Thursday, October 30, 2008

Beijing Day 3 - Forbidden City & Olympic Green

Forbidden City
Originally uploaded by jimwink

On our third and last day in Beijing we went to the Forbidden City and the Olympic Green. The Forbidden City was built during the Ming Dynasty from 1406 to 1420. It served as the home for 24 Emperors and their families over a span of 500 years. It took over a million workers to construct the 980 surviving buildings over an area about 180 acres. The city is surrounded by a wall and a moat. The wall measures about 25ft high. The moat is about 20ft deep and 170ft wide. The dirt that was removed for the moat was used to build Jingshan hill just north of the Forbidden City.

After visiting the Forbidden City we went north and climbed Jingshan hill. The view from the top was amazing. It overlooks the Forbidden City and offers a great view all around. After walking and climbing it was time for lunch. Rachel found a place in our guidebook but it looked too far to walk. We have tried several types of transportation methods while in China but this time we decided to try a rickshaw.

After lunch we headed north again, this time by taxi, to the Olympic Green to see the Bird's Nest and Water Cube. While no events were going on at the time it was amazing how much these structures have become such a tourist attraction. They were absolutely beautiful and must have been amazing while the games were here. Next stop - Xi'an

Click on the photo to see the rest.

Monday, October 20, 2008

Beijing Day 2 - Great Wall

Great Wall
Originally uploaded by jimwink

On our second day in Beijing we set out for the Great Wall. It is about an hour and a half drive from where we were staying. We leave the hotel at 7:00 in the morning and pick up a few other people who signed up for the same tour that we did. After gathering everyone together we head north to the Simatai section of the wall.

The Simatai section is about 5km (3 miles) long and has 35 beacon towers. Each tower would accommodate between 10-20 soldiers. If any tower or part of the wall was attacked they would start a signal fire. Other towers seeing the fire would also start a fire and then join to defend the wall. In a very short amount of time several hundred warriors could be summoned to help.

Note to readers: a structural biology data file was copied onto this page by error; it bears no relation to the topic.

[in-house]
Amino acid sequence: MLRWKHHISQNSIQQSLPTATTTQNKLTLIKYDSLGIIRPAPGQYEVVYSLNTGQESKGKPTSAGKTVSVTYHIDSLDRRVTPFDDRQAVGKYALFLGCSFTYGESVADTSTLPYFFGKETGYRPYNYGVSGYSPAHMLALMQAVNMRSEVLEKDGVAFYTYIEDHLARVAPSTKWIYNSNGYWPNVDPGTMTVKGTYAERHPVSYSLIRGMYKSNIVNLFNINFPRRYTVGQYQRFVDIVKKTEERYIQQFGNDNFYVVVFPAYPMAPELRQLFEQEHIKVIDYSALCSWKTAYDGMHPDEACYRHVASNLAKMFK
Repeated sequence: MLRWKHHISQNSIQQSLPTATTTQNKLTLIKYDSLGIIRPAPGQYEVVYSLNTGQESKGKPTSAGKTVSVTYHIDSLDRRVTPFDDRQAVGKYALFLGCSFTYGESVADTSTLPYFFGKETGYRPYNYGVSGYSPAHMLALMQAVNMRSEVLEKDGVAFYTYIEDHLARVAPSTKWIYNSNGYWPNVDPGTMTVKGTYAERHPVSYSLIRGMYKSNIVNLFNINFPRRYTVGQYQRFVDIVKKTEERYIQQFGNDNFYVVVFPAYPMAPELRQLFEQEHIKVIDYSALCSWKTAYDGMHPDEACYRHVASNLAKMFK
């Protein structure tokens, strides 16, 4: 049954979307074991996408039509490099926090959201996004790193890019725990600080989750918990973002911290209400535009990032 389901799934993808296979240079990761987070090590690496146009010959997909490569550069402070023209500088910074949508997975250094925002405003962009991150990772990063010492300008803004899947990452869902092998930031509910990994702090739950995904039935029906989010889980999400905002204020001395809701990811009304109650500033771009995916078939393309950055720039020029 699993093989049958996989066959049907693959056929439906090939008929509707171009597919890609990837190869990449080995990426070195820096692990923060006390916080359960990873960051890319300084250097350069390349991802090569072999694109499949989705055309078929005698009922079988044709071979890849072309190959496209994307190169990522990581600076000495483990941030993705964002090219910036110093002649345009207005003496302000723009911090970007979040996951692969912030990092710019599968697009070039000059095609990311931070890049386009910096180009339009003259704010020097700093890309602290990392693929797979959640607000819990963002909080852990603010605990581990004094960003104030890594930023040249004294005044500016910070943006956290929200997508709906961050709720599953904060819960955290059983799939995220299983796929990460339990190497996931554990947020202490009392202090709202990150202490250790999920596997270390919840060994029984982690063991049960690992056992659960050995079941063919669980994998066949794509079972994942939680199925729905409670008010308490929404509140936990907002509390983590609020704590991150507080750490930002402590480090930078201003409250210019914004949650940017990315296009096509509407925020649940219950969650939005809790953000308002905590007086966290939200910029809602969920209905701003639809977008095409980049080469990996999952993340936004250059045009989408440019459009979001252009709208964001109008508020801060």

The Simatai section was constructed under the supervision of Qi Jiguang, a famous general in the Ming Dynasty (1368-1644). Also it is said that this is the only part of the Great Walls that still has the original appearance of the Ming Dynasty.

After spending a couple of hours there(not long enough but we were with a tour. Next time we will hire a driver), we went back to town and had the bus drop us off near Tiananmen Square. It was hard to say if there were fewer people but it was neat to see at night.

Click on the picture to see the rest.

Sunday, October 12, 2008

Beijing Day 1 - Temple of Heaven

Temple of Heaven
Originally uploaded by jimwink

After checking into our hotel and grabbing a quick lunch at a nearby restaraunt, we decided to try and visit something close by. Our hotel was on the south side of Beijing and the nearest tourist attraction was the Temple of Heaven. Just a twenty minute walk.

The temple was built in 1420 A.D. during the Ming Dynasty, to offer sacrifices to the heavens. It was built larger than the Forbidden City because the Emperors of the time believed they were the sons of heaven so the Temple of Heaven must be larger in size.

The Temple of Heaven is enclosed by a long wall. The northern part is in a semi-circle shape representing the heavens, while the southern part was built square to represent the earth. The northern part is also higher in elevation also emphasizing that it was closer to the heavens.

Click on the photo to see more pictures from the Temple of Heaven.